On Thu, Aug 7, 2014 at 7:34 AM, Jonathan Nieder <jrnie...@gmail.com> wrote:
> Package: git
> Version: 1:2.0.0-1
> Tags: upstream
>   $ git init foo
>   Initialized empty Git repository in /tmp/t/foo/.git/
>   $ cd foo
>   $ echo hi >README
>   $ git add -N README
>   $ git status
>   On branch master
>   Initial commit
>   Changes to be committed:
>     (use "git rm --cached <file>..." to unstage)
>           new file:   README
>   Changes not staged for commit:
>     (use "git add <file>..." to update what will be committed)
>     (use "git checkout -- <file>..." to discard changes in working directory)
>           modified:   README
> If I then run "git commit", it does not actually commit the addition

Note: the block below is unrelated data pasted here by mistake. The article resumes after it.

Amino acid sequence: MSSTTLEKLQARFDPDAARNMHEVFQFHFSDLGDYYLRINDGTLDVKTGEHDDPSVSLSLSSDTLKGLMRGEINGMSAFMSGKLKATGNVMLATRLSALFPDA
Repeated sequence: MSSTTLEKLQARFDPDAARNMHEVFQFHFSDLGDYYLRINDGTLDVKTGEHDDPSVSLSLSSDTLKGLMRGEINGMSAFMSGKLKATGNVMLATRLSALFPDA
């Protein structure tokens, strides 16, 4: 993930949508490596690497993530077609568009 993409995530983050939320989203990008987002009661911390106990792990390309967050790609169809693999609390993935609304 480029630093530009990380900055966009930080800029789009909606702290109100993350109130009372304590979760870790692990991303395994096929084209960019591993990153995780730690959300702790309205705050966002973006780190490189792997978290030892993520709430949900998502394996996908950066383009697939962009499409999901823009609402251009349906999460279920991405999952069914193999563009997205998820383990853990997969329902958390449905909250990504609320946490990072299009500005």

> of the README file.

We used to reject such a commit operation before 3f6d56d (commit:
ignore intent-to-add entries instead of refusing - 2012-02-07) so it
was harder to misunderstand this case.

> It would be clearer to have a separate section,like so:
>   Tracked files not to be committed:
>     (use "git rm --cached <file>..." to stop tracking)
>            new file:   README

Or make the "Changes not staged for commit" part say "new file:
README" ("modified" is implied)
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